Ray Ray family photo a few months prior to her child hot car (heatstroke) death

Our tragedy:  the result of ONE WRONG TURN

On May 25, 2011, our lives changed forever.   Though we overslept, the day started out as usual.  This day was designated tropical day in Ray Ray's class:  the children were to wear “tropical” attire.   We dressed her in a cute little flowered dress (a birthday gift from her teacher), and she smiled as if she knew she looked so adorable.  We carried Ray Ray to the car and placed her in her carseat.    We kissed her and told her we loved her as we buckled her in her seat, and she waved the most mysterious goodbye to us:  a wave we had never seen before and one we would never forget.  It was the last goodbye we would ever have from our little angel.  
Brett drove away in his truck with Ray Ray tucked securely in her carseat.    She dozed off into sleep.  Then our perpetual nightmare began:  for reasons we do not know or understand, Brett drove past the turn that he would normally take to drop Ray Ray off at daycare.   A simple LEFT turn, beyond which daycare is only about 300 yards away.  He turned RIGHT instead.  Why?  This is a question that will haunt us forever.  Brett continued his drive to work, assuming that our daughter was safely in the hands of her daycare teachers and enjoying tropical day.  We carried on with our regular work routine.  
A few hours later we met at Brett’s office for a lunch date before I went out of town for a business event.   As we drove to lunch, we talked in the car about Ray Ray and how pretty she looked for Tropical day.  Suddenly, Brett’s heart skipped two beats and his mind raced chaotically as he tried to understand why he could not remember seeing the reaction from her loving teachers about her cute little Tropical day dress.  REALITY hit.  Brett’s heart sunk to the bottom of his chest:  he couldn’t remember dropping Ray Ray off at daycare that morning!  He screamed out loud for me to get us back to his office as fast as possible.   
We raced through traffic lights, stop signs, one-way streets, and arrived at Brett’s office in record time.  We called the office manager as we drove, instructing her to check the truck.  As Brett was awaiting a response from the office manager I called the daycare. When the teacher confirmed she was not there, I hung up and immediately called 911. Simultaneously the office called 911 as well.    The nightmare had happened.   Ray Ray had been forgotten in the truck for nearly three hours in 90 degree heat.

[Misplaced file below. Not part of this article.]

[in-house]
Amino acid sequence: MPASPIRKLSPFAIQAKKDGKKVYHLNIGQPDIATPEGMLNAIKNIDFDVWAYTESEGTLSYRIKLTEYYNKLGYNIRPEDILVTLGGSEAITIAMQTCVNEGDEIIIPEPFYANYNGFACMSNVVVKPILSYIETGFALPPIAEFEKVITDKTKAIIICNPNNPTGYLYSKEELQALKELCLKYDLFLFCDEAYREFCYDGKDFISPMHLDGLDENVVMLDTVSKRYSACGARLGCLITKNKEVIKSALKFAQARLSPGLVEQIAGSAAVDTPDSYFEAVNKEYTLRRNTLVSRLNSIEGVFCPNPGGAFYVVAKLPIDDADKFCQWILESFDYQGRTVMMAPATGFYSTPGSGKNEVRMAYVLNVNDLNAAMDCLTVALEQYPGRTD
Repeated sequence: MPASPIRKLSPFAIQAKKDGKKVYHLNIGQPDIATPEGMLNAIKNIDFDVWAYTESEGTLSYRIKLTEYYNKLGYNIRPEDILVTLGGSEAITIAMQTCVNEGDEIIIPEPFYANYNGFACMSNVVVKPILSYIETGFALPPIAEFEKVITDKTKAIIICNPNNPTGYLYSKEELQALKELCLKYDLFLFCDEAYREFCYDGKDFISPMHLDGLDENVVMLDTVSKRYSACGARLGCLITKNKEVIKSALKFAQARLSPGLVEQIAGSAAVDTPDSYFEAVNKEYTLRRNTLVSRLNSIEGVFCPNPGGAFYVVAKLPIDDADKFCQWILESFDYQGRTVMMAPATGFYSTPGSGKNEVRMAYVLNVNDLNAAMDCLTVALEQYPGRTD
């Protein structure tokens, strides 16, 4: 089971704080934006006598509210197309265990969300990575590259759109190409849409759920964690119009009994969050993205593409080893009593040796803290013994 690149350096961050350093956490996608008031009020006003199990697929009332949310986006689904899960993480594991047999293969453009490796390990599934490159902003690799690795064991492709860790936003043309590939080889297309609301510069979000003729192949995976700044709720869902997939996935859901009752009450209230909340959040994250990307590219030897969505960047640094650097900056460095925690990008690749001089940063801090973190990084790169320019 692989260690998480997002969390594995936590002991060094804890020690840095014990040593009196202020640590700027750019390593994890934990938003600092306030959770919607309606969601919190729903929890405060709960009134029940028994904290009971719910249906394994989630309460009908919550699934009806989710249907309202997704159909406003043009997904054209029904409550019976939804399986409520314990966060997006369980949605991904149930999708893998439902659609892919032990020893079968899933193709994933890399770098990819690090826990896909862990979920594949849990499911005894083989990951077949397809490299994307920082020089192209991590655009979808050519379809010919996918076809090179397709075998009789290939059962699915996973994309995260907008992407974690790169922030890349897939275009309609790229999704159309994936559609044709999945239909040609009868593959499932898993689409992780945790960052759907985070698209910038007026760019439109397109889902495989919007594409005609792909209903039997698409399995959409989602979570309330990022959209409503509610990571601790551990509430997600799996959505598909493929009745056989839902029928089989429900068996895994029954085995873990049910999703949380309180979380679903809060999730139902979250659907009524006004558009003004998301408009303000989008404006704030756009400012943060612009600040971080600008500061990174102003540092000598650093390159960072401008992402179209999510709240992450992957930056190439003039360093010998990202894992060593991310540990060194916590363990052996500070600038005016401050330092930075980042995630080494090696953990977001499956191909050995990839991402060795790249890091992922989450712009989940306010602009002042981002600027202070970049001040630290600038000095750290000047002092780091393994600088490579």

The office manager took Ray Ray out of the truck, ran cool water over her body, and began rescue efforts---she was still alive, making gurgling sounds; she lost consciousness.  I continued aggressive attempts at resuscitation while the office staff stayed on the phone with 911 (the sound of our screams, our sobs, and our compressions on her chest would later be heard on these 911 recordings--reviewing those calls, hearing my own screams of which I was unaware at the time, was one of the hardest things I have ever done).

Our last visions of our living daughter were of her lying on the floor as she lost consciousness and CPR was being performed.  Her gaze into mommy and daddy’s eyes one last time will haunt us forever.  
One hour and 19 minutes after this nightmare began she was pronounced dead.  One phone call to alert us of Ray Ray's absence from school could have saved her life--but no one, neither us nor the daycare center, ever even considered this risk to child passenger safety and the need for a safety net around morning drop-off until we were faced with the tragic loss of our beautiful princess.  Shortly after our loss, we collaborated with Ray Ray's daycare teachers, friends, and family to develop "Ray Ray's Pledge", a program aimed at providing a safety net surrounding the morning drop-off time at daycare, a known high-risk time of day for vehicular heatstroke tragedies.

Ray Ray photo for take action against child hot car death (heatstroke) campaign
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